The Charter of Fundamental Rights is the EU’s human rights catalogue – a modern legal instrument listing 50 fundamental rights which EU institutions and governments must promote, respect and protect whenever they act within their EU competences and obligations.
More than 10 years have passed since the Charter became binding law. The Commission's first strategy on the Charter’s effective application was adopted in 2010. The idea was that the EU would set an example and make fundamental rights a guiding light for EU action. The EU has made some progress towards respecting, protecting and promoting fundamental rights. But the EU frequently fails to step in to uphold rights, misses opportunities to improve the protection of rights and violates rights itself.
Later this year, the Commission will adopt a new strategy on the Charter of Fundamental Rights. To inform this work, the Commission asked for suggestions from rights and democracy groups. Liberties' new paper is a response to the Commission's request for input.
This paper identifies the main shortcomings and suggests specific tools and practices the Commission could implement to address them. Our key points are:
1) The Commission should use its powers to their full potential to promote fundamental rights
Fundamental rights are being breached in many areas where national laws are not good enough to protect them. Take, for example, abusive lawsuits filed by powerful private or public actors to try to silence watchdogs like media actors and civil liberties’ activists (known as SLAPPs – strategic lawsuits against public participation). No laws exist to prevent or sanction these practices in most EU countries. The Commission has the power to propose common EU rules to prohibit SLAPPs – but has not yet done so.
The Commission could:
- Grow its fundamental rights expertise, by more systematically relying on independent expert advice and making sure that in-house experts serve in all the Commission’s services;
- Develop an annual strategic workplan which can help clarify how EU laws and policies can better contribute to the respect and promotion of fundamental rights;
- Invest in communicating with the public on fundamental rights, including through annual reports which can enhance the Commission's accountability, transparency and participation by the public.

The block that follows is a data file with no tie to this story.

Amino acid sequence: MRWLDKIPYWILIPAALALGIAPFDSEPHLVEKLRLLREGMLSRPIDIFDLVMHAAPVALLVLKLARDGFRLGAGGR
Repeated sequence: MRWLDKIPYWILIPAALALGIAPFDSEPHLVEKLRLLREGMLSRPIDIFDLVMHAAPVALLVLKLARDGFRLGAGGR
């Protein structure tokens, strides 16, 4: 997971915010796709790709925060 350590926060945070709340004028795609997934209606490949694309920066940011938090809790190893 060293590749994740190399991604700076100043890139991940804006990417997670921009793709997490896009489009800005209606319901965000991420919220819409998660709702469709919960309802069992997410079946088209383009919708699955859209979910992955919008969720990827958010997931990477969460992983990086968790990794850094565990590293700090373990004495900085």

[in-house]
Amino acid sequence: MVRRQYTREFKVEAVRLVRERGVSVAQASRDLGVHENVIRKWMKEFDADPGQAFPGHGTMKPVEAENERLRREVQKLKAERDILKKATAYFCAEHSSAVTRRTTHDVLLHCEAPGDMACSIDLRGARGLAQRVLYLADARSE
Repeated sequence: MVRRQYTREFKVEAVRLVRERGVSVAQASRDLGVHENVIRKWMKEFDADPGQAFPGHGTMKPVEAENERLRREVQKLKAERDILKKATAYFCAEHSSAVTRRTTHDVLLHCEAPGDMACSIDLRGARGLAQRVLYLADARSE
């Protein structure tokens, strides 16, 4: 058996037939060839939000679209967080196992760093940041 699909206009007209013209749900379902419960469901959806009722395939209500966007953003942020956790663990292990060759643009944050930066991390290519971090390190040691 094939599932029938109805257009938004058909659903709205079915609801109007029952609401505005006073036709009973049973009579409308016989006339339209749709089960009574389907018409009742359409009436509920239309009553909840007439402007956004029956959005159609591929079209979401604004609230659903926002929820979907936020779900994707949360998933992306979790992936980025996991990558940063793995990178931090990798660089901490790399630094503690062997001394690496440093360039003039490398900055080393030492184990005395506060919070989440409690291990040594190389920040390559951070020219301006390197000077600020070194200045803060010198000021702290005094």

2) The Commission should improve the procedures in place to minimise the risk that EU institutions and bodies themselves violate the Charter
All EU institutions and bodies are under an obligation to refrain from adopting laws, measures or practices that violate fundamental rights. Yet, cases still emerge where breaches of fundamental rights are attributable to the action or negligent inaction of EU institutions. In a recent report, the EU was criticised by a UN monitoring body for giving money to Hungary to maintain the segregation of persons with disabilities in the country, contrary to fundamental rights and international legal obligations.
The Commission could:
- Improve the quality of the process by which it assesses the impact on fundamental rights of EU laws and policies;
- Make better use of its powers to avoid fundamental rights safeguards being weakened during negotiations on draft EU laws between EU governments and the European Parliament;
- Systematically evaluate EU laws and policies for their impact on fundamental rights;
- Monitor the action taken by EU agencies and bodies more closely and with more transparency.
3) The Commission should offer more detailed guidance to governments on how to implement EU law in a way that does not violate fundamental rights, and enforce the law systematically when governments do break it
The Commission has the duty to prevent EU governments from violating the Charter when they act in areas regulated by EU law, and to sanction them when they do commit violations. The Commission already has all the tools it needs to do this. The problem is that it often does not use them. For example, a number of EU countries, like the Czech Republic, Hungary and Italy, continue to stop Roma children being schooled like other children, including by segregating them in special schools or Roma-only classes. Although these practices were condemned many times by the European Court of Human Rights, and despite the fact that they are prohibited by EU law, the Commission has not to date brought one single country to court for this.
The Commission could:
- Provide formal guidance on how to comply with fundamental rights when applying key pieces of EU legislation to help prevent breaches;
- Sanction governments that violate the Charter systematically;
- Give money to those organisations, like rights and democracy groups, that promote fundamental rights at national level.